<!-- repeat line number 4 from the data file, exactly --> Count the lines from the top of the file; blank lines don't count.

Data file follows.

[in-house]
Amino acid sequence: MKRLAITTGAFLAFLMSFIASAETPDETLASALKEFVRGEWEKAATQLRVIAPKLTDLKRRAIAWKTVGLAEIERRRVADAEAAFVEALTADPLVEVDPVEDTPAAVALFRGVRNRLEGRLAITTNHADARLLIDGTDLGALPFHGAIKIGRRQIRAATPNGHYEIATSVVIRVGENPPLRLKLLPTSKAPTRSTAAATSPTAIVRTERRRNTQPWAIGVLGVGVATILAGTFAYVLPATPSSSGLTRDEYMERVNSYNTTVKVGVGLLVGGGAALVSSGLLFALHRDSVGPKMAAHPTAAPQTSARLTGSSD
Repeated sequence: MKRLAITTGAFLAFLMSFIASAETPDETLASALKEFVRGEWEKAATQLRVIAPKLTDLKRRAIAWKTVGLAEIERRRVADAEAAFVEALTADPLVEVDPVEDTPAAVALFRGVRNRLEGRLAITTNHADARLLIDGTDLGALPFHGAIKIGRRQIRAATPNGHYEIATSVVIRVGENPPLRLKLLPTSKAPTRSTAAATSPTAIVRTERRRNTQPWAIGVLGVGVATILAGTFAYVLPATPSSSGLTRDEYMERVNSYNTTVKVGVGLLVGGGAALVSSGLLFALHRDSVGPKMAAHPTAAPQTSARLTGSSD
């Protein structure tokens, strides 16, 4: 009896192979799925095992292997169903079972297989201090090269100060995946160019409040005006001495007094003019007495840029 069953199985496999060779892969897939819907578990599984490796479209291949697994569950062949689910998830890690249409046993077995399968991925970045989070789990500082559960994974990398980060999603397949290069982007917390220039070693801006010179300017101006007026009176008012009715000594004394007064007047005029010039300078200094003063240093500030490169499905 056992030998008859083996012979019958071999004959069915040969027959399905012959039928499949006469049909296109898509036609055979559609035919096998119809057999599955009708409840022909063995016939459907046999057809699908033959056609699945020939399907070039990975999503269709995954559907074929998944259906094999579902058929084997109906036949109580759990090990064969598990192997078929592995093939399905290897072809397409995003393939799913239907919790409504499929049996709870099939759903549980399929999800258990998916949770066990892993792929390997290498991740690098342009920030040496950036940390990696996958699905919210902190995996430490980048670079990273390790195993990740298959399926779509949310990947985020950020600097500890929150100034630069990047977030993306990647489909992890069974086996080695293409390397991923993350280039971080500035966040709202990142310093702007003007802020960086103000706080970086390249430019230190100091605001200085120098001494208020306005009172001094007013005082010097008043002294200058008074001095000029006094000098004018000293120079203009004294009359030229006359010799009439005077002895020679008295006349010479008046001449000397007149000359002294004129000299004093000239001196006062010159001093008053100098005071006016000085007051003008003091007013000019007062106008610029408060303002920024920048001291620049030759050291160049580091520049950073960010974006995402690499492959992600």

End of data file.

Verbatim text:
């Protein structure tokens, strides 16, 4: 009896192979799925095992292997169903079972297989201090090269100060995946160019409040005006001495007094003019007495840029 069953199985496999060779892969897939819907578990599984490796479209291949697994569950062949689910998830890690249409046993077995399968991925970045989070789990500082559960994974990398980060999603397949290069982007917390220039070693801006010179300017101006007026009176008012009715000594004394007064007047005029010039300078200094003063240093500030490169499905 056992030998008859083996012979019958071999004959069915040969027959399905012959039928499949006469049909296109898509036609055979559609035919096998119809057999599955009708409840022909063995016939459907046999057809699908033959056609699945020939399907070039990975999503269709995954559907074929998944259906094999579902058929084997109906036949109580759990090990064969598990192997078929592995093939399905290897072809397409995003393939799913239907919790409504499929049996709870099939759903549980399929999800258990998916949770066990892993792929390997290498991740690098342009920030040496950036940390990696996958699905919210902190995996430490980048670079990273390790195993990740298959399926779509949310990947985020950020600097500890929150100034630069990047977030993306990647489909992890069974086996080695293409390397991923993350280039971080500035966040709202990142310093702007003007802020960086103000706080970086390249430019230190100091605001200085120098001494208020306005009172001094007013005082010097008043002294200058008074001095000029006094000098004018000293120079203009004294009359030229006359010799009439005077002895020679008295006349010479008046001449000397007149000359002294004129000299004093000239001196006062010159001093008053100098005071006016000085007051003008003091007013000019007062106008610029408060303002920024920048001291620049030759050291160049580091520049950073960010974006995402690499492959992600």